SOUTHAMPTON pensioner campaigners last night hit back at calls to scrap OAPs’ free bus passes.
“The use of the free bus pass is a necessity,” is the response from the secretary of the Southampton Pensioners’ Forum to those people who felt that the concessionary bus scheme should be scrapped.
Don Harper’s comments came just 24 hours before the latest round of concessionary bus fares are about to be rubber-stamped by civic bosses in Southampton. On Saturday the Daily Echo revealed that some readers believe the scheme is to blame for operators being forced to axe loss-making services.
They also said it was unfair on feepaying customers such as those who are too young to afford any other form of travel but have to get to work.
Some called for wealthy elderly residents to have their bus passes taken away from them.
Southampton’s City Council is expected to approve £4.9m to cover the losses made by bus operators tomorrow.
Last week Hampshire transport bosses gave the go-ahead to a £13m subsidy.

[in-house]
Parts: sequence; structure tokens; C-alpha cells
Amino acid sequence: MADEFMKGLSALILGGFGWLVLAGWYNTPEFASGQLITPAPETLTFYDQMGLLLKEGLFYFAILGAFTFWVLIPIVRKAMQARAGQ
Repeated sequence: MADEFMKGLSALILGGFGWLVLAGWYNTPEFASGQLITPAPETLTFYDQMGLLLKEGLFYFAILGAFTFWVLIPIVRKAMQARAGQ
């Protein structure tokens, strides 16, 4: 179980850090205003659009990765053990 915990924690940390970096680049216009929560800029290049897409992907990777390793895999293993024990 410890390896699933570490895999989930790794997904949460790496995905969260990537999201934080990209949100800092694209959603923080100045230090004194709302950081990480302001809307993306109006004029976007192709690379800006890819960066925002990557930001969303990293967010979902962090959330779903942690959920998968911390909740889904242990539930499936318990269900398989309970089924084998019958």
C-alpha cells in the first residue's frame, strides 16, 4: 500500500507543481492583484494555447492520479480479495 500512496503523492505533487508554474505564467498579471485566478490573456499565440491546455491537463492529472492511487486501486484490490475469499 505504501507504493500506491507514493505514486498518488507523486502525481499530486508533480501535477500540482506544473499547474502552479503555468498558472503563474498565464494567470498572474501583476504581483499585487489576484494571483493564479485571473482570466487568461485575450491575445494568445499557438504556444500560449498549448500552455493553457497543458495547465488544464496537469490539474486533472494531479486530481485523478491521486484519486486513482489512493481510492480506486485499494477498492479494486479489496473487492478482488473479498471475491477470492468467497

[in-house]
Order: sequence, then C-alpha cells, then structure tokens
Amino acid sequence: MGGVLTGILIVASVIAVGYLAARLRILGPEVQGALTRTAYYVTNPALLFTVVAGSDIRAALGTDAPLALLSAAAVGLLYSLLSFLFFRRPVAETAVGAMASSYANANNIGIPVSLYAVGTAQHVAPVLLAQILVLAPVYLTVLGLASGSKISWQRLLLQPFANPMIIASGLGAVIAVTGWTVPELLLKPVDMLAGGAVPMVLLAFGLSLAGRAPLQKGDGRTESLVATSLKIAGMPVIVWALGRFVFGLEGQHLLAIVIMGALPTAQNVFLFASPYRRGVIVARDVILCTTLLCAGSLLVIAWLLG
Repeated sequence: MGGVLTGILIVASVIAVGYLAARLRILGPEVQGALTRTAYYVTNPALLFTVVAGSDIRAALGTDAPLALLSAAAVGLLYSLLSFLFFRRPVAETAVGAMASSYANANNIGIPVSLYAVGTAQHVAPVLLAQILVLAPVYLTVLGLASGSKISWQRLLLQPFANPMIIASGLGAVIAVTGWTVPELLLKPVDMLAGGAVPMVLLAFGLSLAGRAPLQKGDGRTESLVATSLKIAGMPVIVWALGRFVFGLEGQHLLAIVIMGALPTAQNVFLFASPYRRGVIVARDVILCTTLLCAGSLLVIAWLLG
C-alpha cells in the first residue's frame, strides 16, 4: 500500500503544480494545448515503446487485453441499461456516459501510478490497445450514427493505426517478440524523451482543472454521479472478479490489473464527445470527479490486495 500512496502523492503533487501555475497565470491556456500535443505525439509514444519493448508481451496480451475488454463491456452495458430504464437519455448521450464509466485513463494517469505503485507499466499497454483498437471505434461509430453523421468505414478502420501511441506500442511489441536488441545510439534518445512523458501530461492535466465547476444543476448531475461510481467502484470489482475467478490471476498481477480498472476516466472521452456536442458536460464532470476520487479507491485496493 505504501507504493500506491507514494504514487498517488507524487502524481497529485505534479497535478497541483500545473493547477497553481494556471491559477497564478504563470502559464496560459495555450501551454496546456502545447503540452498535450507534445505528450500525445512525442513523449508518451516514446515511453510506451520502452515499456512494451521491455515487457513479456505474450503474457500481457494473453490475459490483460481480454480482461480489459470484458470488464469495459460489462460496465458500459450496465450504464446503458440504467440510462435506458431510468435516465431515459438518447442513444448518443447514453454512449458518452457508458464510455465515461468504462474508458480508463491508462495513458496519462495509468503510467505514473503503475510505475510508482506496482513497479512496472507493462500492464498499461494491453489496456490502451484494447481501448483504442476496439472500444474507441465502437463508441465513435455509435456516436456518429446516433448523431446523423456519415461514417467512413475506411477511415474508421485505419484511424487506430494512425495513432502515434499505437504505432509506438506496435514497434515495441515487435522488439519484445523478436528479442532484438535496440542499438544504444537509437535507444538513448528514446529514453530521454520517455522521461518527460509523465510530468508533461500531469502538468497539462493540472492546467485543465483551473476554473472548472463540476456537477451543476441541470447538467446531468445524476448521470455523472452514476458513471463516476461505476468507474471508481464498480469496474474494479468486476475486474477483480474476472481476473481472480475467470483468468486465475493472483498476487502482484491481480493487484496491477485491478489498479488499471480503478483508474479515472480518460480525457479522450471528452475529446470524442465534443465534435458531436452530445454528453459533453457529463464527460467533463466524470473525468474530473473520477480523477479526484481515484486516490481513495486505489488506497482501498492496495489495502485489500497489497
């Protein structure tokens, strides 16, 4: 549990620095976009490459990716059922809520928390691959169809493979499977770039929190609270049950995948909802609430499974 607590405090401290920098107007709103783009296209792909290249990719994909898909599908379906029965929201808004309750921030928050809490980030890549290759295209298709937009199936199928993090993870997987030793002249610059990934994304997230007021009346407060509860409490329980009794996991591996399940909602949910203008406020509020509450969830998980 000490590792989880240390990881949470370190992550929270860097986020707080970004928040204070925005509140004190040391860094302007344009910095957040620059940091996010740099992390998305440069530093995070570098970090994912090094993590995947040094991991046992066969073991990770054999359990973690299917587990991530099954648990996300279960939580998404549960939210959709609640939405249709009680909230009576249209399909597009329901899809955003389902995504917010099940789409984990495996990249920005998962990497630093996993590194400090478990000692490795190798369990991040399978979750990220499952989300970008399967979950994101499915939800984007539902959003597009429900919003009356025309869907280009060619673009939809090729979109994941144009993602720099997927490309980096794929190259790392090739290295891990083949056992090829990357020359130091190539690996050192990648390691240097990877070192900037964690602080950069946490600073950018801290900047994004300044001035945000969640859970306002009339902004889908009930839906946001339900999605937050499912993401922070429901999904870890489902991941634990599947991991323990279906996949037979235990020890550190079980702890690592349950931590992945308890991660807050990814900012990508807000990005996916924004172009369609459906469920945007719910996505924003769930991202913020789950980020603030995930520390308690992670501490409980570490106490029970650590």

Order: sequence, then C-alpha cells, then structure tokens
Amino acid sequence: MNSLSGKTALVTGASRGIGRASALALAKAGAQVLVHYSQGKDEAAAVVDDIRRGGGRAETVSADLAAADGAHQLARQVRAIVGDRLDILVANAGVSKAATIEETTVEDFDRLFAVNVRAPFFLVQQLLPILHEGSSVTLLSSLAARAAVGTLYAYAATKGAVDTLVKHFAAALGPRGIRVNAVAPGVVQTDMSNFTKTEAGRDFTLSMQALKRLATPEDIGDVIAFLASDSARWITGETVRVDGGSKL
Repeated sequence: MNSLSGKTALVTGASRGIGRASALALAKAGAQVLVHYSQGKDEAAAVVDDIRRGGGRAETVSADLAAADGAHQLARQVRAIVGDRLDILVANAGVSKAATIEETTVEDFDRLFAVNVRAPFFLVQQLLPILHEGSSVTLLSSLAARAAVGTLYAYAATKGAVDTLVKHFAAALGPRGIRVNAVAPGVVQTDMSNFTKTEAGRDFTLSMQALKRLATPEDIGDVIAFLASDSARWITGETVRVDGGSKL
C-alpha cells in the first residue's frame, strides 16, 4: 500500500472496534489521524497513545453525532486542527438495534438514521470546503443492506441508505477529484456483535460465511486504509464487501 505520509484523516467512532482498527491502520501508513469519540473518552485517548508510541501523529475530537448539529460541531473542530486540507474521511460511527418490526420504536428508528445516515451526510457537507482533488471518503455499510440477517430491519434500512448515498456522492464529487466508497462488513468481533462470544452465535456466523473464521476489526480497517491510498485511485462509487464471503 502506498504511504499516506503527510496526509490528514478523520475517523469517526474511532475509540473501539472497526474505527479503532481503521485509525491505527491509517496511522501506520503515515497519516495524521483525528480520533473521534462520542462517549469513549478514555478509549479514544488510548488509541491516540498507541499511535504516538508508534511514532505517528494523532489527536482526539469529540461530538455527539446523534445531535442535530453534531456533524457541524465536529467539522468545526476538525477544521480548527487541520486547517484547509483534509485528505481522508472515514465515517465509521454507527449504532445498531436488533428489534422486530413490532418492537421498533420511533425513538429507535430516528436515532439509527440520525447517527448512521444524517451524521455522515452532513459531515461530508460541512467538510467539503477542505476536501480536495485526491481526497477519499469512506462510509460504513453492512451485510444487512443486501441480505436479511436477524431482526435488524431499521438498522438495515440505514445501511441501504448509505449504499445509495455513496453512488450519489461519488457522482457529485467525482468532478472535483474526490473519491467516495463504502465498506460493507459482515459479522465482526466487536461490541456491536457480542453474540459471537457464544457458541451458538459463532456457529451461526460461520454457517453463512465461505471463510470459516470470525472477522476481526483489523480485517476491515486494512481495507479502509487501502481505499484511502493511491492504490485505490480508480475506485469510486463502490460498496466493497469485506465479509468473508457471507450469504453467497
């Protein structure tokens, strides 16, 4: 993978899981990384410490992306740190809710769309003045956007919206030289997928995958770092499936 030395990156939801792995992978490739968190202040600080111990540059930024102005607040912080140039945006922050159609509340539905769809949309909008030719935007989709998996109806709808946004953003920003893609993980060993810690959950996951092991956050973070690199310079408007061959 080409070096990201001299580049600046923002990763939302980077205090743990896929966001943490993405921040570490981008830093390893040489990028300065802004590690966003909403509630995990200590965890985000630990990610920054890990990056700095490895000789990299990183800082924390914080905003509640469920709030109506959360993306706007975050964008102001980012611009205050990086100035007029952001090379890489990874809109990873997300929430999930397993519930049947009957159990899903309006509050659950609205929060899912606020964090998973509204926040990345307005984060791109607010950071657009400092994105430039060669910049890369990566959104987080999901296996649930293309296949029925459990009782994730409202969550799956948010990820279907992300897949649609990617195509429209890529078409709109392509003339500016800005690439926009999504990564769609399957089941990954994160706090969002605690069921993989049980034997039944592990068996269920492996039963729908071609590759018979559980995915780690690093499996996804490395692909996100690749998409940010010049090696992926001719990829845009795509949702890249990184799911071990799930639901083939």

Mr Harper said that for many people the bus pass is a lifeline and he added that there were only 40,000 pensioners paying 40 per cent tax.
“There are three million pensioners in this country living under the poverty line. The use of the free bus pass is a necessity otherwise you’re going to get people that are not able to get out.
“These people have got to remember that they’re going to be old.”
Over-60s are allowed to travel for free between at least 9.30am and 11pm on Mondays to Fridays, and during extended hours on weekends and bank holidays.
In Southampton, the expected £4.9m concessionary travel bill next year comes from reimbursing bus companies 48 per cent of all fees, as well as an additional flat charge for each journey started within the city boundary.
Much of the cash comes from government grants, but local authorities have to pick up additional costs if there is a higher-than-expected uptake, or the hours bus passes can be used are extended, as they are in Hampshire.
Government ministers have admitted bus passes for all could be axed in future after Work and Pensions Secretary Iain Duncan Smith described them, along with free TV licences, as “anomalies” of the benefits system, and said they should be up for debate in future.